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S. Stanley

White Sahibs

(March 1938)

From New International, Vol.4 No.3, March 1938, p.94.
Transcribed & marked up by Einde O’Callaghan for the Encyclopaedia of Trotskyism On-Line (ETOL).

The White Sahibs of India
by Reginald Reynolds
xiii+410 pp. New York, Reynals and Hitchcock, $3.00.

The overwhelming bulk of books on India are paeans to the glorious and civilizing virtues of British rule. For this reason Marxists can especially welcome a book containing a serious analysis of British imperialism – particularly when it is written by an Englishman. This is just such a book.

Reynolds, not merely a theoretical opponent of the British “Raj”, but one whose personal experiences in India itself have made him its bitter enemy, gives an account of the subjection of India by the British, from the earliest days down to the new “Slave” Constitution. There is an excellent historical background, bolstered with quotations (invariably from official sources), describing the conquest of India. Here Reynolds gives a rounded picture of how Britain’s needs in India have largely dominated England’s foreign policy for 150 years, including present “life-line” politics. There are revealing chapters on Indian Criminal Law as transplanted to supersede the “barbaric” Hindu law; the employment of forms of perpetual martial law against nationalists; the complicated and miraculous debt system by means of which English imperialists accrue all the profit and the Indian masses all the debts.

It would be hard to imagine a more devastating picture of the incalculable ruin brought upon the Indian people than Reynolds gives us. Each chapter is replete with pitiless quotations and documentation that make a mockery of England’s “civilizing” claims. Each chapter is carefully worked out and summarized by numerous source references.

But in his efforts to suggest a program for India’s problems, Reynolds stumbles badly. A supporter of the British ILP, he exhibits more than the usual errors of that party. Reynolds does state that the socialist revolution alone is capable of giving the decisive reply to India’s needs, but he is unable to pass beyond the limits set up by the Indian Nationalist Congress (INC). His description of recent nationalist history is filled with blunders, misunderstandings and proposals for downright false policies.

Thus, Reynolds doesn’t grasp the role of Gandhi as Britain’s “most successful” policeman in India. He vaguely defends him as a “blunderer”, but Gandhi’s whole career belies this. Gandhism is counter revolutionary as its practical politics of betrayal eloquently reveal.

Reynolds defends the INC, specifically its “left” section, the Congress Socialist Party (CSP). This party aims at turning the INC into a “Workers and Peasants Party”. With the permission of the INC’s dominating bourgeois wing? Would this new, two-class party differ programmatically from the present reactionary, bourgeois INC? These and other questions are carefully avoided. How can one approximate political correctness with such an utter lack of perspective? Instead, the author seeks justification for the INC in his defense of M.N. Roy, the Indian Lovestoneite. But Roy, as shown by all his recent writings, has abandoned any former pretense at being a Marxist and has embraced the ideology of petty-bourgeois nationalism. Even the CSP has sharply criticized Roy – from the left! Roy demands organizational liquidation of the CSP, acceptance of office by its leaders – in a word, adoption of the INC right wing program. If Reynolds is unaware of these facts and his suggested program is based (as it appears to be) upon sentimentality, then his ambiguous ideas regarding an Indian Peoples’ Front can readily be understood.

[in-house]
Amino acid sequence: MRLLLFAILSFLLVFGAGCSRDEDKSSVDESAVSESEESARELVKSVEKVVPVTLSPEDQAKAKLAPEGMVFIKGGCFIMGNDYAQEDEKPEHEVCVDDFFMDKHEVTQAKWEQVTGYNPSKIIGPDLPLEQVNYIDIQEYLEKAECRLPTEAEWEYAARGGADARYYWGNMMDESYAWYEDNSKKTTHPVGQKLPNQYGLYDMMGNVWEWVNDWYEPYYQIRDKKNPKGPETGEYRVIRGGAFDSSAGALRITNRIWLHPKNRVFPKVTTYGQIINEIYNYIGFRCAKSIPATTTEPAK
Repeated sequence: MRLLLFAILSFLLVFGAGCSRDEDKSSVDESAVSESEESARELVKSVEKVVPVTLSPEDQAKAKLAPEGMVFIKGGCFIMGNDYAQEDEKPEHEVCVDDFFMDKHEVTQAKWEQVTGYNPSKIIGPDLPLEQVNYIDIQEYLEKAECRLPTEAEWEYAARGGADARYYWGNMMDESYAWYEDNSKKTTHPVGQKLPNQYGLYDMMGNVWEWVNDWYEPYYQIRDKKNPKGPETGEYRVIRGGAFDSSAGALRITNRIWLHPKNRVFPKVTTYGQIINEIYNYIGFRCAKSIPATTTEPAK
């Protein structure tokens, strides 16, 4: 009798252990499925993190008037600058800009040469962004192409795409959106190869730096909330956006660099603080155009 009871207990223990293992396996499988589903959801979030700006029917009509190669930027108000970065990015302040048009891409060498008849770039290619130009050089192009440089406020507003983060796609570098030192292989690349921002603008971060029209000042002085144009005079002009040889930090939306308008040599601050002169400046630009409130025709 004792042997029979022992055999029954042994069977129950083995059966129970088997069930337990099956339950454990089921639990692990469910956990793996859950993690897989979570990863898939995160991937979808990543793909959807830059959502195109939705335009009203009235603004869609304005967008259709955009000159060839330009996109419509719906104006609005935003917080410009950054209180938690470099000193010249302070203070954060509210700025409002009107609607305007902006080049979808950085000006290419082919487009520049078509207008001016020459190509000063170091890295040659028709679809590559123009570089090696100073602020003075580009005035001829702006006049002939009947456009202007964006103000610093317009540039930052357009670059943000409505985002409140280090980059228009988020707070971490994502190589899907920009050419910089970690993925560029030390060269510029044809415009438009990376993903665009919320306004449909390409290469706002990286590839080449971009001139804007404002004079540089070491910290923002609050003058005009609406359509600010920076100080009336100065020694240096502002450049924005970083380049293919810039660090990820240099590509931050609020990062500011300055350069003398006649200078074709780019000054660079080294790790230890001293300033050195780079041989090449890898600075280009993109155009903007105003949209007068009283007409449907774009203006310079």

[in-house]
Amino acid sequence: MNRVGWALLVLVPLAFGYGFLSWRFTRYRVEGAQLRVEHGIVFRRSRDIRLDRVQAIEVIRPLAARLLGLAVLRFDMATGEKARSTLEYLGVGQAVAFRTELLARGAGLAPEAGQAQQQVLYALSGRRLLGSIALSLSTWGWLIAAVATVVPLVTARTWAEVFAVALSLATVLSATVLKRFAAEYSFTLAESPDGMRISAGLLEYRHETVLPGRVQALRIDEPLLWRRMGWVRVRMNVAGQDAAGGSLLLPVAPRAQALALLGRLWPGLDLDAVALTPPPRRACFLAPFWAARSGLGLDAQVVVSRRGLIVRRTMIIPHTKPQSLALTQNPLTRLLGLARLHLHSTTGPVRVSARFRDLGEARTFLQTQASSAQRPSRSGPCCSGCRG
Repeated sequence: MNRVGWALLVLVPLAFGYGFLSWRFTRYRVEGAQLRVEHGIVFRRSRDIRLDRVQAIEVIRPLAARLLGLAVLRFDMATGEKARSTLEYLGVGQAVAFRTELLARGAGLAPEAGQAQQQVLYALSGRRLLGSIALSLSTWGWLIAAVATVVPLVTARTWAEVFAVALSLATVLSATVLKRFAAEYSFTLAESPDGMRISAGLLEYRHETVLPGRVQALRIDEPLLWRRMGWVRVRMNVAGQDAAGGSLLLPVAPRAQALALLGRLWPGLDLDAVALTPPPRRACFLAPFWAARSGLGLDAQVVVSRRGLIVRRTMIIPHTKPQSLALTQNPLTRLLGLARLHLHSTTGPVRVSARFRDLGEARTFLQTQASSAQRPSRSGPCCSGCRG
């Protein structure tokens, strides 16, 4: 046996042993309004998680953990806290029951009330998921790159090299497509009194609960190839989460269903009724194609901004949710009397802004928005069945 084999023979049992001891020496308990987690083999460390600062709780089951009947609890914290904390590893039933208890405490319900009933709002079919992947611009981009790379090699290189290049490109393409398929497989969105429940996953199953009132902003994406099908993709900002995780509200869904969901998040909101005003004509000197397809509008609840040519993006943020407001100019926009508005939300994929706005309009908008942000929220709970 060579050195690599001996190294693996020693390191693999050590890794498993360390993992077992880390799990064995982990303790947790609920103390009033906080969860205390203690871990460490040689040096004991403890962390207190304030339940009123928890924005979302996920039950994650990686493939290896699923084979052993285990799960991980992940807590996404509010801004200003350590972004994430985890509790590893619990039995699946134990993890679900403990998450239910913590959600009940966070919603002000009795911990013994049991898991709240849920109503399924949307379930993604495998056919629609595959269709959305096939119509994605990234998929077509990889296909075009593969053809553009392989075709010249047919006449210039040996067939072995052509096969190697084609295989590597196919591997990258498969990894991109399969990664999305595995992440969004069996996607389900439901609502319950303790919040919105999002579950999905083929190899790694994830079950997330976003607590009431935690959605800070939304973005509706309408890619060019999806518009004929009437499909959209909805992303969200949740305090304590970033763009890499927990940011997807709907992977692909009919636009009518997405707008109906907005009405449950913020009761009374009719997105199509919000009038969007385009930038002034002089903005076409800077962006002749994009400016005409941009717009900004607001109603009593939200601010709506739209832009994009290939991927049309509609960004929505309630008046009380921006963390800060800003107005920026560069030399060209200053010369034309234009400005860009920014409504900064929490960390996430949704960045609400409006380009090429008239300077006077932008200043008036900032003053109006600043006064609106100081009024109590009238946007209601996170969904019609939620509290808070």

He categorically opposes an English People’s Front. A British People’s Front regime would mean, for India, a repetition of the MacDonald Labor government experiences. Then, how can Reynolds defend the INC which is not only a continuation of previous Indian government, but a precursor of a future English People’s Front? The INC, today wielding power in 7 provinces of India, has shown its true worth. In People’s Front fashion, it smashed the general strike in the jute industry, continued persecution and arrest of its own members, refused amnesty to political prisoners, accepted Indian re-armament in accord with British demands, etc. Reynolds had prophesized that the INC would reject office and carry on a mass struggle against the new Constitution! But instead, Britain uses the INC as an effective weapon for retaining its grip upon India. And the “revolutionary” CSP pathetically limps along after the INC, accusing its right wing of betrayal! (How reminiscent of the Stalinists in their 1927 dealings with Chiang Kai-shek!) We must ask Reynolds if the INC, which now rules so well for British imperialism, is an example of that class collaboration which, according to him, is “purely oppositional” in India.

Despite these serious errors, there is reason to believe that Reynolds will learn from the experiences contained in present Indian events themselves. A revolutionary party in India must be built up against the INC. The INC will not mobilize the workers and peasants for a revolutionary war against British rule. Reynolds partly understands this because he realizes that only the socialist revolution can achieve even the simplest democratic demands. Not without importance is it that Reynolds’ work does not contain that treacherous cynicism so characteristic of the Lovestone-Thalheimer political groupings. Above all, he is seriously concerned with finding the correct revolutionary solution for India’s momentous problems.

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